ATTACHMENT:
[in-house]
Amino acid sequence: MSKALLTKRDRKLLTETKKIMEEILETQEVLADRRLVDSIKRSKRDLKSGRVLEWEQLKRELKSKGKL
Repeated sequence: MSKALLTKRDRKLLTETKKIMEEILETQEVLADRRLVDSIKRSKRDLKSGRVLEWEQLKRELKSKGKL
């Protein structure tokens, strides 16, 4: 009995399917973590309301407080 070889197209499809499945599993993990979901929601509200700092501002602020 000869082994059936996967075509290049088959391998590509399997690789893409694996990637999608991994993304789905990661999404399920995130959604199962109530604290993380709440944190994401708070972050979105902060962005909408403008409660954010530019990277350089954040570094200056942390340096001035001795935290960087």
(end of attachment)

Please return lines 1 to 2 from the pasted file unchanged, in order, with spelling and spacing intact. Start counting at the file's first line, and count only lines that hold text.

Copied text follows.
[in-house]
Amino acid sequence: MSKALLTKRDRKLLTETKKIMEEILETQEVLADRRLVDSIKRSKRDLKSGRVLEWEQLKRELKSKGKL